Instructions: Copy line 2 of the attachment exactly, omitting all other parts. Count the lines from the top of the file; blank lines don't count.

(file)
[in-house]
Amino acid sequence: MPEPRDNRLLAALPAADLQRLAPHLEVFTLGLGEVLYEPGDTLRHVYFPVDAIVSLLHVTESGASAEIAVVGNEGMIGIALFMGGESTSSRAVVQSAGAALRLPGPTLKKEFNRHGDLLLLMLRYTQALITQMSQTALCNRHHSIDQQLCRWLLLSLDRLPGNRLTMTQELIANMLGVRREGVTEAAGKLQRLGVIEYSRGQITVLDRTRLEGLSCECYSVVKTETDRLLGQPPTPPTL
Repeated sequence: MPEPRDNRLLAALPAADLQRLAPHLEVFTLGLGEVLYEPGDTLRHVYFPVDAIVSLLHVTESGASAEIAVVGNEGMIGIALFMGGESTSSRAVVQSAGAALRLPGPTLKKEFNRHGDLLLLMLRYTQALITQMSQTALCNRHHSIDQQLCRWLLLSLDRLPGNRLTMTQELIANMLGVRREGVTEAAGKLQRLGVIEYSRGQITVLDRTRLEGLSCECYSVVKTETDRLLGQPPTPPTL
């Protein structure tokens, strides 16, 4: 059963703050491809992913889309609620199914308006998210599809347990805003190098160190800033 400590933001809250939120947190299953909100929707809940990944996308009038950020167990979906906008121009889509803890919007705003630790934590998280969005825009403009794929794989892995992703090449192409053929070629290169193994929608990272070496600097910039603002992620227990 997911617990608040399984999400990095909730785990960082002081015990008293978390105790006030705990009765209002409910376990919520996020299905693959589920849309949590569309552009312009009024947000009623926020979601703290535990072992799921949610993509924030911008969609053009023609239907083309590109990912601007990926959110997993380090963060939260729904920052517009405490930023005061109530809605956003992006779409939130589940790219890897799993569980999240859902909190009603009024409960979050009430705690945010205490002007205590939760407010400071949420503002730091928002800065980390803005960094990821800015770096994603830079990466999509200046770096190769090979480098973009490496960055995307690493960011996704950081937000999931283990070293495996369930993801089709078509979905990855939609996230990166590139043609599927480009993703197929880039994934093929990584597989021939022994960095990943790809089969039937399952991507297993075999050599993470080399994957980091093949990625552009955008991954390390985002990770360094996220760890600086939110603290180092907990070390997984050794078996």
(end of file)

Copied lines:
Amino acid sequence: MPEPRDNRLLAALPAADLQRLAPHLEVFTLGLGEVLYEPGDTLRHVYFPVDAIVSLLHVTESGASAEIAVVGNEGMIGIALFMGGESTSSRAVVQSAGAALRLPGPTLKKEFNRHGDLLLLMLRYTQALITQMSQTALCNRHHSIDQQLCRWLLLSLDRLPGNRLTMTQELIANMLGVRREGVTEAAGKLQRLGVIEYSRGQITVLDRTRLEGLSCECYSVVKTETDRLLGQPPTPPTL